Article 31—Burden of proof

  29.  A number of witnesses criticised Article 31. While it made clear that the prosecution bore the burden of proof it gave no guidance as to the standard of proof (p128). The Law Society of Scotland said that one consequence was that an individual might evade responsibility in one country while he would be jailed in another for exactly the same offence (p55). ALPFIEC thought that, applying Article 35, the United Kingdom standard would apply. The offence would have to be proved beyond reasonable doubt (p113). Liberty considered it essential that the standard of proof be expressly stated in the Corpus Juris to be "beyond reasonable doubt" (p125).

Article 32—Admissible evidence

  30.  Article 32 sets out rules on the admissibility of evidence. LCCSA was critical of Article 32(1)(a) because it made no provision for the presence of the defendant at the examination of witnesses. That was desirable if the defendant has legal representation and essential if unrepresented (p128). Article 32(1)(d) makes provision for written evidence from an accountant appointed by the court. The Government pointed out that such evidence would not normally be admissible in courts in the UK. The Government took the view that creating different rules of evidence for different types of case, depending on the offence involved, would complicate the investigation and prosecution of fraud (p98). The Law Society and the Faculty of Advocates were critical of the notion of a court-appointed accountant (QQ 198, 201). LCCSA said that the Corpus should provide that the defendant should be able to challenge such written evidence, if necessary by obtaining expert advice of his own (p128). Liberty was concerned that Article 32(2) might lead to "forum shopping" by the prosecution to the detriment of the interests and fundamental rights of the accused (p125).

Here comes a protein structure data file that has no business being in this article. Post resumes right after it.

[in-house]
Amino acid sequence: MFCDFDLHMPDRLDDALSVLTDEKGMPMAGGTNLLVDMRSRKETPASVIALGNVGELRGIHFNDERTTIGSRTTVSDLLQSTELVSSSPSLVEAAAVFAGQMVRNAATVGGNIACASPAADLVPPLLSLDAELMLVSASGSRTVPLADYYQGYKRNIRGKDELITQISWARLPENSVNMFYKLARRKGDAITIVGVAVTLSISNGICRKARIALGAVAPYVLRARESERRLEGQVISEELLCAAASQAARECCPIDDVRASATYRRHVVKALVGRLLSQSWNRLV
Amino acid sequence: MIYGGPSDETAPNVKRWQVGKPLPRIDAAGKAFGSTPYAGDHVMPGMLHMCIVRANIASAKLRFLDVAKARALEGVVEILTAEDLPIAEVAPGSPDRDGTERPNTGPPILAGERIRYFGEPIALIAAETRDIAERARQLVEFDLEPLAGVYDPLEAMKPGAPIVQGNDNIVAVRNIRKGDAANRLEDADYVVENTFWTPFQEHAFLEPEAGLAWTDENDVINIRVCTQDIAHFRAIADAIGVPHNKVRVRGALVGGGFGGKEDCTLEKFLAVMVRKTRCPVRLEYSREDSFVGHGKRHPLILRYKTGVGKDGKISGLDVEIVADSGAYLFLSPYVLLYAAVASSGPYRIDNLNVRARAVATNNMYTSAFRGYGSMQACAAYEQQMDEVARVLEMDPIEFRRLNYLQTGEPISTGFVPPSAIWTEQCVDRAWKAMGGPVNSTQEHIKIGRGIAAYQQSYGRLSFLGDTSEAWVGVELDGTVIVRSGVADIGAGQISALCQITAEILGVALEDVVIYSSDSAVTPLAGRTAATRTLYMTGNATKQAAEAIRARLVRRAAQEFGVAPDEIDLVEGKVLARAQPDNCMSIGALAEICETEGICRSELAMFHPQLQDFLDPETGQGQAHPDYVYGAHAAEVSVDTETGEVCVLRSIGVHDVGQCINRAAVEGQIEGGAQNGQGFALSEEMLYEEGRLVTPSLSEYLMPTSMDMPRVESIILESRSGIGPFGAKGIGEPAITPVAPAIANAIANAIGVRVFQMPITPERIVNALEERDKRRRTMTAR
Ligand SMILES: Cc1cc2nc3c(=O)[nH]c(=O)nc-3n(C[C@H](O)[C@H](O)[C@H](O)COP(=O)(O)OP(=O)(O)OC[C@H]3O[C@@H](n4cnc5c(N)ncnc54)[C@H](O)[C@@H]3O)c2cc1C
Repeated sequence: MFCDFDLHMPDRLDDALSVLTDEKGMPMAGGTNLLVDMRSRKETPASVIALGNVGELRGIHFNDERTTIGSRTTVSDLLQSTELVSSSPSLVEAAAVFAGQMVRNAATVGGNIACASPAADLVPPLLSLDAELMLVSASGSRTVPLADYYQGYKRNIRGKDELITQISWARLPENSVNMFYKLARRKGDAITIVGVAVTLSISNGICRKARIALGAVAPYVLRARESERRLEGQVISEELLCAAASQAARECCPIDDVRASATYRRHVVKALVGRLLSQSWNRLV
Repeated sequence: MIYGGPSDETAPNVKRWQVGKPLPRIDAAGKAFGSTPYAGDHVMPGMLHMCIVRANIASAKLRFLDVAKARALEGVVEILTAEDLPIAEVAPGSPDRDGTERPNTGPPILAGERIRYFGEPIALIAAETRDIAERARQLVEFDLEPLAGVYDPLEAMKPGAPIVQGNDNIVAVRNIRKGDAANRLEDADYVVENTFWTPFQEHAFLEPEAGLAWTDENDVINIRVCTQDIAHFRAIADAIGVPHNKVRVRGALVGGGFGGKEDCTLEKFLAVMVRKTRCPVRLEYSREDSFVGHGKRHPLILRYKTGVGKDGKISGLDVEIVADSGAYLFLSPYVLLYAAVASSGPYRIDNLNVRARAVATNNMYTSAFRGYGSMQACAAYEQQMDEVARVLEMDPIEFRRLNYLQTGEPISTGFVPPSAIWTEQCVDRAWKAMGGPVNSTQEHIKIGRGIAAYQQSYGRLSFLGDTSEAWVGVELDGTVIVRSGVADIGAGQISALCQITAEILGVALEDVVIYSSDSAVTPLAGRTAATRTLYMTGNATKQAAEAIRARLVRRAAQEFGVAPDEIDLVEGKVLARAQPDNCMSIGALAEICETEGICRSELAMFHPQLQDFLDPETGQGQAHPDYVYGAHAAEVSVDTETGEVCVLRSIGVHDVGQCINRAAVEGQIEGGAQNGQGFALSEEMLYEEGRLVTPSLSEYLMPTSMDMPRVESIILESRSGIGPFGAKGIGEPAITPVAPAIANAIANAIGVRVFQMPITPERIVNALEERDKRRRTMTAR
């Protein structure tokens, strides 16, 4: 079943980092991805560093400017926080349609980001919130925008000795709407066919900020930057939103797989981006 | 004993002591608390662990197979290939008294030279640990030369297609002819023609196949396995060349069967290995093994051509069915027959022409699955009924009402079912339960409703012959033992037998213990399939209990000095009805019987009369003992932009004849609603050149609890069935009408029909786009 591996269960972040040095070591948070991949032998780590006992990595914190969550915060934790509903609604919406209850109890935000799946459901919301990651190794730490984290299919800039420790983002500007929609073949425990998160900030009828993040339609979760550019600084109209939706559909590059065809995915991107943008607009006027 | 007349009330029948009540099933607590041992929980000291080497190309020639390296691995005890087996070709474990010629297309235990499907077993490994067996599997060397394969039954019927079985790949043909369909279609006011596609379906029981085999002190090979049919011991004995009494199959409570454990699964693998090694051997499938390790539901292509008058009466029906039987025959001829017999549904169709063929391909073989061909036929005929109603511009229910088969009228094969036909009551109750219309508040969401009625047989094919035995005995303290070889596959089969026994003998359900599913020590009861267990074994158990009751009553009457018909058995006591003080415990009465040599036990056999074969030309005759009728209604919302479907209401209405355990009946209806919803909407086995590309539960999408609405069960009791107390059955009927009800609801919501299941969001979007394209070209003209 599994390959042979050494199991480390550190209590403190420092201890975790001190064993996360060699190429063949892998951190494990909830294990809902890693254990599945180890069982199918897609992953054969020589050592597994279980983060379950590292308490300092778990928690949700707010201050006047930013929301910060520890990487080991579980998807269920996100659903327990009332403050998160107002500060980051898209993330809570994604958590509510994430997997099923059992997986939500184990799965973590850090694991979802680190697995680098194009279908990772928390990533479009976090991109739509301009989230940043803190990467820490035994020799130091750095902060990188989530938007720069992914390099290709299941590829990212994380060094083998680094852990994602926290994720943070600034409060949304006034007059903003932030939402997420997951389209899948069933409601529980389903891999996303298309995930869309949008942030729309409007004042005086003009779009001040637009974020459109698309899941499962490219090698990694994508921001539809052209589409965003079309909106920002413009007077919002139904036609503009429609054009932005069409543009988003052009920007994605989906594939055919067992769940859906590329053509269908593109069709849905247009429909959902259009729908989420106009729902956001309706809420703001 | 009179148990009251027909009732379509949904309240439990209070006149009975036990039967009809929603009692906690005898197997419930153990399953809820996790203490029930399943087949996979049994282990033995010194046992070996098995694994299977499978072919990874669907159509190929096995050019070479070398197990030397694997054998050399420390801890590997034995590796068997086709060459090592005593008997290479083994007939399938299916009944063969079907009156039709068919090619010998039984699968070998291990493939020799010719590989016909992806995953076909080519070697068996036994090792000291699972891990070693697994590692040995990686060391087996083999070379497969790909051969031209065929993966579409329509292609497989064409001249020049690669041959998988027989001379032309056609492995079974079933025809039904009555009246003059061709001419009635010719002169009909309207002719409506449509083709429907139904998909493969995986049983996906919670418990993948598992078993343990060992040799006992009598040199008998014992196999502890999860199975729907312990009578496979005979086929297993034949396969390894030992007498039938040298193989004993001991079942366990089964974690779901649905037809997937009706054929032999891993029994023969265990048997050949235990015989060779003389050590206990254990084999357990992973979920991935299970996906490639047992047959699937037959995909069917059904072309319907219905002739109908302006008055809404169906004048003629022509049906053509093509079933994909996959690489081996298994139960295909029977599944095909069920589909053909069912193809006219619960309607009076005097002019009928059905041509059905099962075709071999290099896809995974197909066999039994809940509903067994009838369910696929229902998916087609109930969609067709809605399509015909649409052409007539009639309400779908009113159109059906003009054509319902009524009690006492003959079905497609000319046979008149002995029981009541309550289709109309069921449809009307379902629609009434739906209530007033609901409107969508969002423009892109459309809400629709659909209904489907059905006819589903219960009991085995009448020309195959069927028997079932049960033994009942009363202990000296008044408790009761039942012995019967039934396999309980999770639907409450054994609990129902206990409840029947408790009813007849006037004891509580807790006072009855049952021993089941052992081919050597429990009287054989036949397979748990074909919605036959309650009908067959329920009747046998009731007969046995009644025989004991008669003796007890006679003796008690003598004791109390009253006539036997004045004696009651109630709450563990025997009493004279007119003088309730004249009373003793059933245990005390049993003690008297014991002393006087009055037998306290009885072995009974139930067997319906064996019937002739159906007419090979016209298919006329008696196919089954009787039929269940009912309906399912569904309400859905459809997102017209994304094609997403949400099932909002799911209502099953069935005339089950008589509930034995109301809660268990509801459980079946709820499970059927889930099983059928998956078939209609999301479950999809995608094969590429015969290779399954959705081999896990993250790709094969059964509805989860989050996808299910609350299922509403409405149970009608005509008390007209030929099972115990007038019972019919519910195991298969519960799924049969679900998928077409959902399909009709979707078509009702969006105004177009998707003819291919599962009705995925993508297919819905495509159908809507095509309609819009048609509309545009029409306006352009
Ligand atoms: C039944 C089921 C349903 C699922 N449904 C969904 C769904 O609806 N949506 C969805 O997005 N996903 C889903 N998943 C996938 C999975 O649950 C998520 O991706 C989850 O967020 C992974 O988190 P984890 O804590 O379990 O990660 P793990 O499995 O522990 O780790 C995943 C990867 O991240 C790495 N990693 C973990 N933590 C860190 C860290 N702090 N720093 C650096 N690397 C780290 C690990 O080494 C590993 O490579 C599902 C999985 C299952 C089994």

Article 33—Exclusion of evidence illegally obtained